I thought: I will never be vulnerable. I will never ask for anything the way she has just asked for him to stay and help her. So I won't have needs, if that's what having needs means. And it wasn't a very effective plan, to put it mildly.

(LAUGHTER)

DAVIES: Which gives us an interesting memoir to follow. You know, you write then that you denied that part of you that was female, that you would try to be like some idealized version of a guy: tough, impermeable, ambition, sexually aggressive, intolerant of weakness and vulnerability in yourself and everyone else. Is that something - when did you realize that, put that together?

CHRISTENSEN: I think I ran that about as far as it could be run.

(LAUGHTER)

CHRISTENSEN: There was - there's a scene towards the end of the book in which I relive that incident in a very, very visceral, powerful way. As my marriage is coming apart, and I'm - in that scene, I think I was 46 at that point. I'm 50 now, almost 51. So that was almost five years ago. And I think that was the moment at which I reconciled the fact that I was more like my mother, and I am female.

And this - I say in the book, describing this scene, a little later after the description, that he hit my mother, not me. So she's the one who was affected by it, not me. And that, of course, was not true at all. But it took me 44 more years to fully realize that.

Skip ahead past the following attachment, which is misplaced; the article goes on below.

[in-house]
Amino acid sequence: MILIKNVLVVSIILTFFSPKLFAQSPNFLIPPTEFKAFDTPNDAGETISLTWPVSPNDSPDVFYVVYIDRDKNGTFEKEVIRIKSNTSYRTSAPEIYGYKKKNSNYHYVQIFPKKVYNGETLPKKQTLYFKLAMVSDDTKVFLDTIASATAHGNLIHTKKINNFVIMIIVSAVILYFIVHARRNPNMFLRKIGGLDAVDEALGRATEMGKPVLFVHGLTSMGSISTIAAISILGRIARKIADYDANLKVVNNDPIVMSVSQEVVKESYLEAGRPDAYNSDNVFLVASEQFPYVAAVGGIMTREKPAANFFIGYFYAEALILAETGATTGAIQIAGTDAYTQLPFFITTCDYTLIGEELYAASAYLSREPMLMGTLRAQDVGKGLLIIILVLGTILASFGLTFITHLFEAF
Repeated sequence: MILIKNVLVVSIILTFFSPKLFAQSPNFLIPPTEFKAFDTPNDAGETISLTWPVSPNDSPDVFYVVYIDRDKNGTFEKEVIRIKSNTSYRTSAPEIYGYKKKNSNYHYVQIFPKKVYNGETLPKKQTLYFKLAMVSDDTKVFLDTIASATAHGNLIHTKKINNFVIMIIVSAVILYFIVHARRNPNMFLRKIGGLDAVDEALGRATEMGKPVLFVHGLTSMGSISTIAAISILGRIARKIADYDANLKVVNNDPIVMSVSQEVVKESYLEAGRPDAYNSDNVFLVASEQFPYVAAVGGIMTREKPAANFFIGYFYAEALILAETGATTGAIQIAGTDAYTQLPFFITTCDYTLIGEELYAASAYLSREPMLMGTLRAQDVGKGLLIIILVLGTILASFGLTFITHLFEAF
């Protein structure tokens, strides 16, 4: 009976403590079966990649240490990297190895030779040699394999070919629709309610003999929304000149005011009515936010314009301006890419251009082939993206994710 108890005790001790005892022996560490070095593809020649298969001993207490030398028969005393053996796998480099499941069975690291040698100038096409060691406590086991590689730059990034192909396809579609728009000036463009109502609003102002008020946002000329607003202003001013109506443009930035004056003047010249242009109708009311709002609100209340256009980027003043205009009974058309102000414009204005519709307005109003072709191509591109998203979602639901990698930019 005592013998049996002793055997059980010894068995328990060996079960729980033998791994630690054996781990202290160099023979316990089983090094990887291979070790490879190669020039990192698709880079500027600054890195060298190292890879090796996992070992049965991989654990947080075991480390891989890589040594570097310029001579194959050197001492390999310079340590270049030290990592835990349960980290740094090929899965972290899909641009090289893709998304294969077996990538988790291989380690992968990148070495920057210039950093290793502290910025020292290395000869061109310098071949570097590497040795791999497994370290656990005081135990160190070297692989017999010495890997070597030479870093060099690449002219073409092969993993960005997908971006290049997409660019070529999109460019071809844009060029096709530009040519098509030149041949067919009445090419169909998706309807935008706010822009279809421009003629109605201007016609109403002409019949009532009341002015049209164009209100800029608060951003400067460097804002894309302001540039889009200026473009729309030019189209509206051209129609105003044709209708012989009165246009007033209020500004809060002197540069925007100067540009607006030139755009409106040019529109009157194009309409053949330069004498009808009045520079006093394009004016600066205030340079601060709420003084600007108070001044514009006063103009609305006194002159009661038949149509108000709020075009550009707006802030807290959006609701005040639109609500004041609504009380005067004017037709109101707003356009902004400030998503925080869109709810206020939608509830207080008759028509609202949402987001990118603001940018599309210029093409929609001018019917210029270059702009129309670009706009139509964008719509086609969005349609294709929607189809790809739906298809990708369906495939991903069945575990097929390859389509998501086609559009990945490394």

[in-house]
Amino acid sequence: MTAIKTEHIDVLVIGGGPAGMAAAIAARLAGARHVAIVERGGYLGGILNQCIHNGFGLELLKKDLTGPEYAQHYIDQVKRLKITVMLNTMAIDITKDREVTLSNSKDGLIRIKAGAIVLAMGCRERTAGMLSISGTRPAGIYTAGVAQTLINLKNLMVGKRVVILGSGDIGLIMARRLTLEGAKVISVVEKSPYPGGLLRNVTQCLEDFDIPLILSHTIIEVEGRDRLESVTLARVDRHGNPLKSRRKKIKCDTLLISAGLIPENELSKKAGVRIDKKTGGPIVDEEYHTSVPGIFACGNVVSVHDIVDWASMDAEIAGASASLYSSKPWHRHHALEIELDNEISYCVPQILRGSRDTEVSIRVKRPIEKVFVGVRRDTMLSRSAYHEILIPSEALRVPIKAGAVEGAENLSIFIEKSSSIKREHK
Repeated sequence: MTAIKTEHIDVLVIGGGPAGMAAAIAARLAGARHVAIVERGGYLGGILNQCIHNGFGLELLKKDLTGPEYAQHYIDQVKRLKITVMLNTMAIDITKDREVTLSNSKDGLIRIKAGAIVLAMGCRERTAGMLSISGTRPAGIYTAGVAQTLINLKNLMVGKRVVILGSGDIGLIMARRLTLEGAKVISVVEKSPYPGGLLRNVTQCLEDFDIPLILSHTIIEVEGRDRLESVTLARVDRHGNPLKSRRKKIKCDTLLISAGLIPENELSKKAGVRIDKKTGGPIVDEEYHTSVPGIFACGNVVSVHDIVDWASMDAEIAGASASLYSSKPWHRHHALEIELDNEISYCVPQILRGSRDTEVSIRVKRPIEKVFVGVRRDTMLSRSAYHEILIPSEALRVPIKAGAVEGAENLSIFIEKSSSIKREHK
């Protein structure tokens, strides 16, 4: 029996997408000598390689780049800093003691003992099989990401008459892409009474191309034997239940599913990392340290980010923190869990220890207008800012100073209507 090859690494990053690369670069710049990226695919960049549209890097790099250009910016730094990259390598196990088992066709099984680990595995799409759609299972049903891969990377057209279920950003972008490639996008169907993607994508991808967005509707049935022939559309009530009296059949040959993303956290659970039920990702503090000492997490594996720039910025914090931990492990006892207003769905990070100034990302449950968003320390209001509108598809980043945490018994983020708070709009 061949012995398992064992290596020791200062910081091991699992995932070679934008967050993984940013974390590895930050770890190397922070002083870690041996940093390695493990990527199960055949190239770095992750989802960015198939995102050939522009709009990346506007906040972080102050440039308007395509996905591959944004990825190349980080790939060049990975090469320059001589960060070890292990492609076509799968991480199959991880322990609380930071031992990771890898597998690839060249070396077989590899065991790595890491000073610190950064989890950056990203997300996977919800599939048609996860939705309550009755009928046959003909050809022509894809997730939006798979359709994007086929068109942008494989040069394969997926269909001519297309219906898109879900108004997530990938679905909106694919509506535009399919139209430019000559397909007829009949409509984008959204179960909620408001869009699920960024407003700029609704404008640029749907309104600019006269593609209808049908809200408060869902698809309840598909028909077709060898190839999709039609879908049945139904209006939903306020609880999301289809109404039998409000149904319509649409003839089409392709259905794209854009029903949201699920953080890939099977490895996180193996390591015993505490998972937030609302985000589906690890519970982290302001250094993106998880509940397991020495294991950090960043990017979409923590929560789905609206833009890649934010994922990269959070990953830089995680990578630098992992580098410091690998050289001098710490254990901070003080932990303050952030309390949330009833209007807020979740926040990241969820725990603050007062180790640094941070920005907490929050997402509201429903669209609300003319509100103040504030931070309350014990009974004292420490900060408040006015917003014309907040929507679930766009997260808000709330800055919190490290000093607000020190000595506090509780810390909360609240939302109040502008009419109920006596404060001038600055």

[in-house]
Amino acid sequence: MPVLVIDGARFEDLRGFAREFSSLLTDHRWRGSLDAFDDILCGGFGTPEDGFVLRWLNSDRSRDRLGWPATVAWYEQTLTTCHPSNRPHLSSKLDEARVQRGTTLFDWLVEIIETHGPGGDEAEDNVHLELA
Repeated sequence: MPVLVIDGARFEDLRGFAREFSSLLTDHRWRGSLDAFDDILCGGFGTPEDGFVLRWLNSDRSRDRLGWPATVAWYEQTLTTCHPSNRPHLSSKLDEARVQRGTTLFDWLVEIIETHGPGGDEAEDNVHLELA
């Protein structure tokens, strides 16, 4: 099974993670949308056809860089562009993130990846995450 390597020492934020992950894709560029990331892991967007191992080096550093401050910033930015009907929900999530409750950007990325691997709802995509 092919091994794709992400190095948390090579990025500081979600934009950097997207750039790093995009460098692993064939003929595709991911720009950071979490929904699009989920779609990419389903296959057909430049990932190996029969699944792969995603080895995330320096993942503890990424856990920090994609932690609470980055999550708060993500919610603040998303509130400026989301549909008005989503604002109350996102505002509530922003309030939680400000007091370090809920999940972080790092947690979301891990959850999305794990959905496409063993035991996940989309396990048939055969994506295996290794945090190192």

DAVIES: Your mom herself is a fascinating story. She was, as you said, an accomplished person. I mean, she studied music, and she ends up in, you know, in California, where she meets your father, who was a radical lawyer. You're living in the Bay Area in the '60s. Do you remember what that was like? You were there until you were, what, about eight, I guess.

CHRISTENSEN: That's right.

DAVIES: I mean, what was life like then, and what impressions did it give you of adults?

CHRISTENSEN: It was such an exciting place, and I think I ever knew it then. I was born in 1962, and we lived in the center of it all, in Berkeley, and my parents were politicos. My father represented Black Panthers and draft dodgers and conscientious objectors pro bono in court, and he was a Marxist. And he lived what he believed.